Robert C. Koehler

Robert C. Koehler

Robert Koehler is an award-winning, Chicago-based journalist and nationally syndicated writer. His new book, Courage Grows Strong at the Wound is now available. Contact him at koehlercw@gmail.com or visit his website at commonwonders.com.

Articles by this author

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Thursday, April 24, 2008
Shattering the War Consensus
Why, for God's sake, does nothing change? The war goes on, the money flows, the blood flows, the lies stay exactly the same. Have you noticed? Have you ever wondered, with a stab of transcendent confusion, why a self-correcting rationality hasn't kicked in by now, why a saner awareness hasn't made itself evident in the macro-affairs of the nation by now?
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Thursday, April 03, 2008
Fire and Race
What could be more brittle than "Americanism"? What could be more tedious than the mass defense of its teary-eyed, ahistorical ignorance?
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Thursday, March 20, 2008
Where War Meets Peace
"I trained my weapon on him," Kristopher Goldsmith said. It was a little boy, 6 years old maybe, standing on a roof, menacing the soldiers with a stick. "I was thinking, I hate these Iraqis who throw rocks. I could kill this kid." OK, America, let's look through the sights of Goldsmith's rifle for a long, long half-minute or so, draw a bead on the boy's heart, fondle the trigger - what to do? The soldier's decision is our decision.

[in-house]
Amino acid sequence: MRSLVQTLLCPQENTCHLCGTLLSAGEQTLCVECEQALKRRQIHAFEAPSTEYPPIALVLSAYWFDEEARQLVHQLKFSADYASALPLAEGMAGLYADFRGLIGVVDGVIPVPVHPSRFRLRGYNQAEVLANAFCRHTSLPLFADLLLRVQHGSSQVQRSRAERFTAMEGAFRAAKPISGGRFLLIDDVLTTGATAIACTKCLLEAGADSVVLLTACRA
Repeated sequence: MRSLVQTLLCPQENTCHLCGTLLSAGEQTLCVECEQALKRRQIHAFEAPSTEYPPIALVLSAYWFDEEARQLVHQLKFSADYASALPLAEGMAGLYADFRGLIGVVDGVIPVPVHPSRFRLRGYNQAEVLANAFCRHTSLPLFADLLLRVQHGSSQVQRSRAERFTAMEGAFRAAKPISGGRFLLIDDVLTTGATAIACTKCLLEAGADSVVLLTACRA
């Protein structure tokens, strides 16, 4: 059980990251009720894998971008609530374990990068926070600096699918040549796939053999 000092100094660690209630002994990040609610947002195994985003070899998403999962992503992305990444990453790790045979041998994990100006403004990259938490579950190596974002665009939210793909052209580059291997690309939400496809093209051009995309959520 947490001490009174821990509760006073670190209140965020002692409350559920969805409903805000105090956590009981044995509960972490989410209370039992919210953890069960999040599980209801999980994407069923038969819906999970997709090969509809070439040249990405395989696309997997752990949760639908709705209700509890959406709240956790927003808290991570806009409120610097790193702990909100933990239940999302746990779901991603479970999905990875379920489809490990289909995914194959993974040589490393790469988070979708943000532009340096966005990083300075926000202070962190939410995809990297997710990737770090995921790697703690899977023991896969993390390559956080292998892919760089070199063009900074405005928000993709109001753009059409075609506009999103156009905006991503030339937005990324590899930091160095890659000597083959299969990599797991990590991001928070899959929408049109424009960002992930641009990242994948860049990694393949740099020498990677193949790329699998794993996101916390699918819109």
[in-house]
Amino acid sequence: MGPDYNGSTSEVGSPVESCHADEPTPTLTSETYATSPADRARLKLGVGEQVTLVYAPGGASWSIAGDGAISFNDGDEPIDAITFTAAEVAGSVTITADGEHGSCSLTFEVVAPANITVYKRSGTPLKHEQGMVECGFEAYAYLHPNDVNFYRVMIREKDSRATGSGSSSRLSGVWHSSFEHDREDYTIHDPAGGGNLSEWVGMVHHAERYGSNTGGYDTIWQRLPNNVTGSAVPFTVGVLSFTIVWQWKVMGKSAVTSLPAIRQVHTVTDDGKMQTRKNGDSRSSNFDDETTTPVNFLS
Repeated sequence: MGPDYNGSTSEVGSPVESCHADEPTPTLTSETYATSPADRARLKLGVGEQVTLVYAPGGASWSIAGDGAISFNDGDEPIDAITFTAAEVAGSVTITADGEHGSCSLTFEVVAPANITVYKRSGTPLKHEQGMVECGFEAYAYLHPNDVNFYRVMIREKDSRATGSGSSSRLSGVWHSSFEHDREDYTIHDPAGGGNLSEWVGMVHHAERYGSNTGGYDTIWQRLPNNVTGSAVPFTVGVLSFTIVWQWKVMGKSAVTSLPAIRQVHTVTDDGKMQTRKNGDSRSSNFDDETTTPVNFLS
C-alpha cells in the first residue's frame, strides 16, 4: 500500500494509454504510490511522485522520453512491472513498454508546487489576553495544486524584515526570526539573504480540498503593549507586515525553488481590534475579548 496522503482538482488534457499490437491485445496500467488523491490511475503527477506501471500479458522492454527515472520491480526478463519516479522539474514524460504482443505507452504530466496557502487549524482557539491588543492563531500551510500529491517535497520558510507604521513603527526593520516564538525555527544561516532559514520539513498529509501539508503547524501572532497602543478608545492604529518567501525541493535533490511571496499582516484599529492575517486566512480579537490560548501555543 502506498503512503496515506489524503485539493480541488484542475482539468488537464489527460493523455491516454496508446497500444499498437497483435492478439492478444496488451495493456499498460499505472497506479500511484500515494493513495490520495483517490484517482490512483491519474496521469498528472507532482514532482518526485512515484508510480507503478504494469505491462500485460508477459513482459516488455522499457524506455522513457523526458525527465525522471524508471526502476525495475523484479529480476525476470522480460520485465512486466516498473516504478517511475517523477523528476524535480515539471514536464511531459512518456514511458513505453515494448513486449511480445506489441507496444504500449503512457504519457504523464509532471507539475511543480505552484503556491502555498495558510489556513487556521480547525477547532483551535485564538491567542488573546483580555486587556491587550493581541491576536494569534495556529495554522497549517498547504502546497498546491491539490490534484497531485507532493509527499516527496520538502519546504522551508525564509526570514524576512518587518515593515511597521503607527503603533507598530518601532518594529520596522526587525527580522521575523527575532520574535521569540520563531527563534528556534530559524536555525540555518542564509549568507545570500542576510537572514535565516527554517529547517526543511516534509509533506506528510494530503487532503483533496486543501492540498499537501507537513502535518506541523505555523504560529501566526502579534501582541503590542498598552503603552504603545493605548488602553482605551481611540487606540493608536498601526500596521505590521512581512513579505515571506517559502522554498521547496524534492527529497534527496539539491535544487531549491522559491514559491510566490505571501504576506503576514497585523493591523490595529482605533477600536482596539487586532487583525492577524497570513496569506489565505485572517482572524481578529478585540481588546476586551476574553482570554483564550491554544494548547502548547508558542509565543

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Thursday, March 06, 2008
Losing the Future
A certain reverence is required just to approach the book's title: " The Three Trillion Dollar War: The True Cost of the Iraq Conflict " by noted economists Joseph Stiglitz and Linda Bilmes. I can see why they understated it.
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Thursday, January 31, 2008
Defeat Without End
"Many in this chamber understand that America must not fail in Iraq, because you understand that the consequences of failure would be grievous and far-reaching . . ." There it is again, that choking lie, so smoothly administered - with just enough fear to help America gag down all that righteousness. President Bush told it again in his final State of the Union address the other night, of course. What choice did he have? The truth, coming from him at this point, would be . . . too weird, too offensive, impossible to comprehend.
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